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Calling Philosophers NamesOn the Origin of a Discipline$
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Christopher Moore

Print publication date: 2019

Print ISBN-13: 9780691195056

Published to Princeton Scholarship Online: September 2020

DOI: 10.23943/princeton/9780691195056.001.0001

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Ambivalence about Philosophia beyond the Discipline

Ambivalence about Philosophia beyond the Discipline

The Evidence of Heraclides’s Protreptic Story

(p.288) 10 Ambivalence about Philosophia beyond the Discipline
Calling Philosophers Names

Christopher Moore

Princeton University Press

This chapter focuses on a set of fourth-century BCE cultural attitudes about philosophia different and on average later than those on which Chapter 7 focused. This set serves expressly as context and occasion for the versions of the protreptic story about Pythagoras told by Heraclides and by other fourth-century BCE writers. Positive and negative perceptions of philosophia coexisted. The positive feelings are most strikingly manifest in the Dephic maxim philosophos ginou (“be philosophical”), the existence for which comes from a 1966 discovery in Afghanistan. The negative feelings are best appreciated from fragments of the comic dramatist Alexis, from an anti-philosophical “apotreptic” found in a recently published Oxyrhynchus papyrus, and from apotreptics found in familiar philosophical texts. What becomes clear is that two ideas about philosophia operate simultaneously, one quasi- or fully disciplinary, the other mundanely ethical. Equivocation between these two ideas is prominent in certain parts of Aristotle's Protrepticus and in the Platonic Rival Lovers.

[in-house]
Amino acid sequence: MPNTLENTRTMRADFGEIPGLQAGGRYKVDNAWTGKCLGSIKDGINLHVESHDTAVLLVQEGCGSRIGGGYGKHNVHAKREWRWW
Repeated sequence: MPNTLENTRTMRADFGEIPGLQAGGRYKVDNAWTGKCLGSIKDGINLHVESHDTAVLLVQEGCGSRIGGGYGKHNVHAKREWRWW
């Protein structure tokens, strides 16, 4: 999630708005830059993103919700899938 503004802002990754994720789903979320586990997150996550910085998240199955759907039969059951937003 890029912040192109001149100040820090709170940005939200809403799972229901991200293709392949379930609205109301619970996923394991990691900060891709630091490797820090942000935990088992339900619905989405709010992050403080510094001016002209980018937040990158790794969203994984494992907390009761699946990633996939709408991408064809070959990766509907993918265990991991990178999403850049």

Keywords:   philosophia, cultural attitudes, apotreptics, philosophical texts, Aristotle, Plato

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